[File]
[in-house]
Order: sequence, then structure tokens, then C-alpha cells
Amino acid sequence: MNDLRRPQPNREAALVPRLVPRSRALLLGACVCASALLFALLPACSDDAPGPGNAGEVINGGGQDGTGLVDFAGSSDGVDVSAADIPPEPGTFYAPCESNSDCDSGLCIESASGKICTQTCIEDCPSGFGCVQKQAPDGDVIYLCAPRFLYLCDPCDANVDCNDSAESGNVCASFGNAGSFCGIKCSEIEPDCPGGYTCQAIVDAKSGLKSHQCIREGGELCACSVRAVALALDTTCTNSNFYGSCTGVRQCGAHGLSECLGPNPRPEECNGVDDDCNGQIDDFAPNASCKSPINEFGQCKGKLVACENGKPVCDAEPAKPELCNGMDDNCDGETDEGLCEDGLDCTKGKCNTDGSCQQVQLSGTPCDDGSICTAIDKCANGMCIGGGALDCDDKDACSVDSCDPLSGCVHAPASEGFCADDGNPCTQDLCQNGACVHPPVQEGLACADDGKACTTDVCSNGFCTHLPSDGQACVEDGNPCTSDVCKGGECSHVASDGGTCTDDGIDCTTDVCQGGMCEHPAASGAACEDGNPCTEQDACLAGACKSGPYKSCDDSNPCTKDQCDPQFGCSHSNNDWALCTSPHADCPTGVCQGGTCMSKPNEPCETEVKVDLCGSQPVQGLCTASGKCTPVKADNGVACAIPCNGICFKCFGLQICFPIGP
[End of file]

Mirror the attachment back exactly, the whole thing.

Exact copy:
[in-house]
Order: sequence, then structure tokens, then C-alpha cells
Amino acid sequence: MNDLRRPQPNREAALVPRLVPRSRALLLGACVCASALLFALLPACSDDAPGPGNAGEVINGGGQDGTGLVDFAGSSDGVDVSAADIPPEPGTFYAPCESNSDCDSGLCIESASGKICTQTCIEDCPSGFGCVQKQAPDGDVIYLCAPRFLYLCDPCDANVDCNDSAESGNVCASFGNAGSFCGIKCSEIEPDCPGGYTCQAIVDAKSGLKSHQCIREGGELCACSVRAVALALDTTCTNSNFYGSCTGVRQCGAHGLSECLGPNPRPEECNGVDDDCNGQIDDFAPNASCKSPINEFGQCKGKLVACENGKPVCDAEPAKPELCNGMDDNCDGETDEGLCEDGLDCTKGKCNTDGSCQQVQLSGTPCDDGSICTAIDKCANGMCIGGGALDCDDKDACSVDSCDPLSGCVHAPASEGFCADDGNPCTQDLCQNGACVHPPVQEGLACADDGKACTTDVCSNGFCTHLPSDGQACVEDGNPCTSDVCKGGECSHVASDGGTCTDDGIDCTTDVCQGGMCEHPAASGAACEDGNPCTEQDACLAGACKSGPYKSCDDSNPCTKDQCDPQFGCSHSNNDWALCTSPHADCPTGVCQGGTCMSKPNEPCETEVKVDLCGSQPVQGLCTASGKCTPVKADNGVACAIPCNGICFKCFGLQICFPIGP